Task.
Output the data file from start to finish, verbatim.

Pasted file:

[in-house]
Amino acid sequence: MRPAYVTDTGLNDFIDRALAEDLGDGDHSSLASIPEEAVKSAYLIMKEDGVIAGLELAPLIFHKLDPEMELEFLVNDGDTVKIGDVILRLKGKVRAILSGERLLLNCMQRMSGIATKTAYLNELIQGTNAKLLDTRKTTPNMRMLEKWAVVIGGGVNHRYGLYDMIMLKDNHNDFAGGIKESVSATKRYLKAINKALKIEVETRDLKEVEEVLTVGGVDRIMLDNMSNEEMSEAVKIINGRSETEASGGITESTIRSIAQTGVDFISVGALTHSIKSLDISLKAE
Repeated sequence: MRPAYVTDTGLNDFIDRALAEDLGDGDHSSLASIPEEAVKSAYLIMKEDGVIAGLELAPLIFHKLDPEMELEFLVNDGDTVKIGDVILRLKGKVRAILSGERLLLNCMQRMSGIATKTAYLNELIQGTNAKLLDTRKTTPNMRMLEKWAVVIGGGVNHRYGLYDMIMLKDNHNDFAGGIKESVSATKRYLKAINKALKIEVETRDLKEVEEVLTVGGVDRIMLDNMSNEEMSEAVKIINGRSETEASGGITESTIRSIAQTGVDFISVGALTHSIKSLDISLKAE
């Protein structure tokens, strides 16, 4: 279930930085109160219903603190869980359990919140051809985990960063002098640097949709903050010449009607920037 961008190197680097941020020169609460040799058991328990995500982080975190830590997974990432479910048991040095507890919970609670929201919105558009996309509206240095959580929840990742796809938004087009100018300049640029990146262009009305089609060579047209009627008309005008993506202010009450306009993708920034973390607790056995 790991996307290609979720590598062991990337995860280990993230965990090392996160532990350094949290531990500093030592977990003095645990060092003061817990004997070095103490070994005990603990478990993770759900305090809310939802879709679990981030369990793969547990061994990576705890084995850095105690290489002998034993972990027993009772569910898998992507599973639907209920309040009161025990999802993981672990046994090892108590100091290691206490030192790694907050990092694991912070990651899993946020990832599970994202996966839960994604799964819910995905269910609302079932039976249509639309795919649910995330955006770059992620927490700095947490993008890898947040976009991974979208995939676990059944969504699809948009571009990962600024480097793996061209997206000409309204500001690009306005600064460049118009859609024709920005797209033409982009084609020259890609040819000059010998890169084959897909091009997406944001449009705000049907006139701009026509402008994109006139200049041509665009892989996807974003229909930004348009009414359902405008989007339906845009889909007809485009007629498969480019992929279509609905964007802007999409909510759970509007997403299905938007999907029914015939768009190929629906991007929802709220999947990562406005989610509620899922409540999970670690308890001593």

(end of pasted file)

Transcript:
[in-house]
Amino acid sequence: MRPAYVTDTGLNDFIDRALAEDLGDGDHSSLASIPEEAVKSAYLIMKEDGVIAGLELAPLIFHKLDPEMELEFLVNDGDTVKIGDVILRLKGKVRAILSGERLLLNCMQRMSGIATKTAYLNELIQGTNAKLLDTRKTTPNMRMLEKWAVVIGGGVNHRYGLYDMIMLKDNHNDFAGGIKESVSATKRYLKAINKALKIEVETRDLKEVEEVLTVGGVDRIMLDNMSNEEMSEAVKIINGRSETEASGGITESTIRSIAQTGVDFISVGALTHSIKSLDISLKAE
Repeated sequence: MRPAYVTDTGLNDFIDRALAEDLGDGDHSSLASIPEEAVKSAYLIMKEDGVIAGLELAPLIFHKLDPEMELEFLVNDGDTVKIGDVILRLKGKVRAILSGERLLLNCMQRMSGIATKTAYLNELIQGTNAKLLDTRKTTPNMRMLEKWAVVIGGGVNHRYGLYDMIMLKDNHNDFAGGIKESVSATKRYLKAINKALKIEVETRDLKEVEEVLTVGGVDRIMLDNMSNEEMSEAVKIINGRSETEASGGITESTIRSIAQTGVDFISVGALTHSIKSLDISLKAE
């Protein structure tokens, strides 16, 4: 279930930085109160219903603190869980359990919140051809985990960063002098640097949709903050010449009607920037 961008190197680097941020020169609460040799058991328990995500982080975190830590997974990432479910048991040095507890919970609670929201919105558009996309509206240095959580929840990742796809938004087009100018300049640029990146262009009305089609060579047209009627008309005008993506202010009450306009993708920034973390607790056995 790991996307290609979720590598062991990337995860280990993230965990090392996160532990350094949290531990500093030592977990003095645990060092003061817990004997070095103490070994005990603990478990993770759900305090809310939802879709679990981030369990793969547990061994990576705890084995850095105690290489002998034993972990027993009772569910898998992507599973639907209920309040009161025990999802993981672990046994090892108590100091290691206490030192790694907050990092694991912070990651899993946020990832599970994202996966839960994604799964819910995905269910609302079932039976249509639309795919649910995330955006770059992620927490700095947490993008890898947040976009991974979208995939676990059944969504699809948009571009990962600024480097793996061209997206000409309204500001690009306005600064460049118009859609024709920005797209033409982009084609020259890609040819000059010998890169084959897909091009997406944001449009705000049907006139701009026509402008994109006139200049041509665009892989996807974003229909930004348009009414359902405008989007339906845009889909007809485009007629498969480019992929279509609905964007802007999409909510759970509007997403299905938007999907029914015939768009190929629906991007929802709220999947990562406005989610509620899922409540999970670690308890001593």